Topics: RFID, dod compliance, RFID Software, dod compliance, Passive RFID, iRAPT

iRAPT; formerly known as WAWF

Posted by James Lusk on Mon, Mar 16, 2015 @ 13:03 PM

If you’ve been reading our blog recently you know that we’ve written pretty extensively on Wide Area Workflow, or WAWF for short. We’ve done this because WAWF is a critical element of DoD vendor compliance. In fact, it’s so essential we’ve built our software with that specifically with this in mind. Now, however, things are changing up a bit. WAWF has been renamed to iRAPT (Invoicing, Receipt, Acceptance and Property Transfer). Change like this has the potential to be a little jarring, so we want to use this post to fully explain what all of this means. iRAPT Console

Before we get started, though, take a look at our blog post on the various acronyms associated with iRAPT, WAWF and ultimately UID. It will help clear up a lot of confusion if you’re unfamiliar with the terminology.

In November of last year, e-Business Suit 5.6 was released and thus changed the name of WAWF to iRAPT. Fear not, if you were familiar with WAWF, you’re also familiar with iRAPT. It’s still the secure web-based system used by the DoD for electronic submission of advance shipping data, invoicing, receipt, and acceptance, which allows DoD vendors to submit and track invoices and receipt/acceptance documents. That means that, critically, it allows government personnel to process those invoices in real-time.

iRAPT will manifest itself in a DoD vendor’s compliance efforts most frequently in submitting advance shipping information, including RFID and UID data as well as Invoices. Our blog post on the UID Registry Migrating to WAWF (now iRAPT) explains these processes further, but essentially, this means that iRAPT must be the method in which new acquisition UID and RFID data is submitted to the DoD. This is extremely important as  RFID and UID data makes up the backbone of the DoD inventory control methodology and an asset’s lifecycle management.

The most important thing to note is that the name change doesn’t alter the critical nature of the iRAPT application or Odyssey’s position in the process. Because iRAPT Console is the core to what our software does (allowing DoD vendors to stay compliant in a manner that is both efficient andDoD Compliance effective), we’ve built the Odyssey program specifically around submitting RFID and UID data to iRAPT by marshaling these unique identifiers, providing their management and incorporation within MIL-STD 129 R and MIL-STD 130 N interior and exterior label compliance.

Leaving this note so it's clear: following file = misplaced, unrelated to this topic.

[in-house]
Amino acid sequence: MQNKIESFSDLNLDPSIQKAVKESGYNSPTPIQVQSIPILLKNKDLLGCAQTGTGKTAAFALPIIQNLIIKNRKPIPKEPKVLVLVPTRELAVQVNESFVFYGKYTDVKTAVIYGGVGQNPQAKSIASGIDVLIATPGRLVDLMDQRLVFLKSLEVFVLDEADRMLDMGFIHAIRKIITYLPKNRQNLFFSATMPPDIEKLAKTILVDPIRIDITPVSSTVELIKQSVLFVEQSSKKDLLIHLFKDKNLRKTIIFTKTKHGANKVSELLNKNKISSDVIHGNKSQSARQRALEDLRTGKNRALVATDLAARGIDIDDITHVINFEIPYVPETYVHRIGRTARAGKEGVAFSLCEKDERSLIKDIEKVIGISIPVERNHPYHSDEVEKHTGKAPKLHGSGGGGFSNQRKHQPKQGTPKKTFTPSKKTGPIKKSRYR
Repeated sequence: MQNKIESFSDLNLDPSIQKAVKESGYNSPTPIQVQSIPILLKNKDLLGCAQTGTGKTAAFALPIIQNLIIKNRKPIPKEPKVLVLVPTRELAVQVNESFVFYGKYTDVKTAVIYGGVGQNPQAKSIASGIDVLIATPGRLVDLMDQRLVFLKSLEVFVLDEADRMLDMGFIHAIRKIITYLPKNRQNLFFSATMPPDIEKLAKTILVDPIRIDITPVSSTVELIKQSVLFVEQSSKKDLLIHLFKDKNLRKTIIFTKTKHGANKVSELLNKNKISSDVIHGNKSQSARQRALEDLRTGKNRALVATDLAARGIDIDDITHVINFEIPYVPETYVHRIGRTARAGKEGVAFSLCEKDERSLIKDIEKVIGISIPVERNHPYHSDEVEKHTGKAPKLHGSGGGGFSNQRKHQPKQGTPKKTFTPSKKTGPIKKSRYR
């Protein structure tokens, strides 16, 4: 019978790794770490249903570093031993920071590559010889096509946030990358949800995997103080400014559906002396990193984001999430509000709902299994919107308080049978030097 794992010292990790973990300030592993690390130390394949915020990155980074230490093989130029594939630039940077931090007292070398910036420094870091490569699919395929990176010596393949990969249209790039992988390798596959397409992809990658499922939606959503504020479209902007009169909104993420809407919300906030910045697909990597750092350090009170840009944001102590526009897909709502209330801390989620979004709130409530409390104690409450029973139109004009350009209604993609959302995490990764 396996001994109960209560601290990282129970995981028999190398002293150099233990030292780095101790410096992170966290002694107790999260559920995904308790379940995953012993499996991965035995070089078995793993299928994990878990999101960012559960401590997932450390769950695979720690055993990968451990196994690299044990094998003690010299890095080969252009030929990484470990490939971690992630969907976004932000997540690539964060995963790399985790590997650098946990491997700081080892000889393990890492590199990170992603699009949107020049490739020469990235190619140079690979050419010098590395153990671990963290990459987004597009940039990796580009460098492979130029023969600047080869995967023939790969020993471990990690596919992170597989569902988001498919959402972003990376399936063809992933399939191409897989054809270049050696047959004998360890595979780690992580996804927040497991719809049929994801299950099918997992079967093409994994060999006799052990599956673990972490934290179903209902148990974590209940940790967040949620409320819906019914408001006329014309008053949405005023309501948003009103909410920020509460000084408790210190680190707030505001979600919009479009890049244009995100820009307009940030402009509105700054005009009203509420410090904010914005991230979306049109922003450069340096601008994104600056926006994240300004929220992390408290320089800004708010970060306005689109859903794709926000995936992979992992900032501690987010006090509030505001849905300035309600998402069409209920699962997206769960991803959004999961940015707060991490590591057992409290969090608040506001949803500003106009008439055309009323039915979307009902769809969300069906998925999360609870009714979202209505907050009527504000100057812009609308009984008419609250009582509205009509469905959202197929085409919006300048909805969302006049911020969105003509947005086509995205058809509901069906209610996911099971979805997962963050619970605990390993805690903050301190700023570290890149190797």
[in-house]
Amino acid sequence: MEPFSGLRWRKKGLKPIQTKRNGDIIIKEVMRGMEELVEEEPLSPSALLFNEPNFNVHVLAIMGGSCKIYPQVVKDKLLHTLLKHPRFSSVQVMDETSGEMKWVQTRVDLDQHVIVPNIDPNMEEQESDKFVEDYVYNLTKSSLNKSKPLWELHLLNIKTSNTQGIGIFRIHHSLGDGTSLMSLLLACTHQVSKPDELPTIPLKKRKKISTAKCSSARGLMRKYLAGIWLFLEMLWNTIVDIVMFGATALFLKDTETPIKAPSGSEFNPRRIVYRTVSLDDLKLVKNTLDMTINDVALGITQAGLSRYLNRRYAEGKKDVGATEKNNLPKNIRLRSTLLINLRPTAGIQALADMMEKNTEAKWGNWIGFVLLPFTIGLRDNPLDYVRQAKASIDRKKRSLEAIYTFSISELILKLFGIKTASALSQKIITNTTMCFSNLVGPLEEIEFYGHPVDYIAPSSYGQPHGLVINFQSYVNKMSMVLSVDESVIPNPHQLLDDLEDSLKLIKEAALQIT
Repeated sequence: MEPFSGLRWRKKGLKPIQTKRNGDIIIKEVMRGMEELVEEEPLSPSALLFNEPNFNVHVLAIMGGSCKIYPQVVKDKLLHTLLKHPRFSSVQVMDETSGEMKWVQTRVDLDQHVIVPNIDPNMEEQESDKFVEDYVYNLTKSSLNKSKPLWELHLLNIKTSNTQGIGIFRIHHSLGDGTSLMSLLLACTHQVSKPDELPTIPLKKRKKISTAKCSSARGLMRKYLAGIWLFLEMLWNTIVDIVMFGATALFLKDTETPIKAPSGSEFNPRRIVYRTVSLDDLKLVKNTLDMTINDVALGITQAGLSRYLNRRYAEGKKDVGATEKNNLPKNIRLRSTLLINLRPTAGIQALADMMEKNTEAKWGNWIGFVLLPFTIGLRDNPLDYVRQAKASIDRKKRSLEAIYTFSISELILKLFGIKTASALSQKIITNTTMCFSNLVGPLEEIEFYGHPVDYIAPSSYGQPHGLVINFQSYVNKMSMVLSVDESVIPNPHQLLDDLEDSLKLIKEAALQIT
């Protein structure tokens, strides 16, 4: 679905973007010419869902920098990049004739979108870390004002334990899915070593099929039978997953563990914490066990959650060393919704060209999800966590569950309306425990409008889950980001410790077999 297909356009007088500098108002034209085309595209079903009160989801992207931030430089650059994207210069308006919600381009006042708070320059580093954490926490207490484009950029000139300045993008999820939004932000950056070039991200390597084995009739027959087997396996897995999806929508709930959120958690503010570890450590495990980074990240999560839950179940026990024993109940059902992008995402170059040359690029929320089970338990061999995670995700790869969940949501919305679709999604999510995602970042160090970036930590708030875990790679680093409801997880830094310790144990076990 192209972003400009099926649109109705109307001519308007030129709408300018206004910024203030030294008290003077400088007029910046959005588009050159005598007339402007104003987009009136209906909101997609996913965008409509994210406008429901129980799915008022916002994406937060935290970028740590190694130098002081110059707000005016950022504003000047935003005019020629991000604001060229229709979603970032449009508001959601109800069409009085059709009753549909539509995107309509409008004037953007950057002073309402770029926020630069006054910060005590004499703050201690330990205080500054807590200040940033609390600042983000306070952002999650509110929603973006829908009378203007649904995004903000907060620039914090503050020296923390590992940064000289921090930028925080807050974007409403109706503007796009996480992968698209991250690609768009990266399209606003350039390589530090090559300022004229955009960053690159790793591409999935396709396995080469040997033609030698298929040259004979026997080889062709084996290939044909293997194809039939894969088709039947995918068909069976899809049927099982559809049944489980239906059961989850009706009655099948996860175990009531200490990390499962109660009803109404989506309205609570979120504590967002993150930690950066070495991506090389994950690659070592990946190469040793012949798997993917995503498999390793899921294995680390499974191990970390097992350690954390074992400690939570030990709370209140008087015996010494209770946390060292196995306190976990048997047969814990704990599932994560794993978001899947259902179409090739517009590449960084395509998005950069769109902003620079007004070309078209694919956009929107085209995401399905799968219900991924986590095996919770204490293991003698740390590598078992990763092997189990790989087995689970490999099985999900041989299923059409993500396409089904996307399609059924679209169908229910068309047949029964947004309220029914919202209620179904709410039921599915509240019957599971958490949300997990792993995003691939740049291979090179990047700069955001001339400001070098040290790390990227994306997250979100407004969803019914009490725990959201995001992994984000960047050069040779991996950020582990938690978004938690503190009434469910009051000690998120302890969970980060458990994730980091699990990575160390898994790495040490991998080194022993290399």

So fear not, specifically if you use Odyssey’s platform to complete your DoD-related tasks. You’ll still submit your data to iRAPT in the same manner you did for WAWF, which breaks down to a few simple clicks after our software automatically marshals the appropriate RFID and/or UID data. You can rest assured that those processes will remain just as hassle-free as you’ve always known them to be.

 Watch iRAPT Console Demonstration Here!

Topics: WAWF, Wide Area Workflow, dod compliance, MIL-STD-129, MIL-STD 129R, MIL-STD 130 N, iRAPT

A Brief History of DoD UID

Posted by James Lusk on Mon, Mar 2, 2015 @ 13:03 PM

As we continue to explore the depths of UID and MIL-STD 130N in this blog series we want to next discuss the history of the compliance process mandated by the DoD. UID was very much a system built out of necessity, and understanding that necessity sheds a lot of light on the reason for its widespread usage today. Item identification, as it pertains to military assets, has been around for quite awhile, but let’s go back, for the sake of illustration, to World War II.DoD Commerce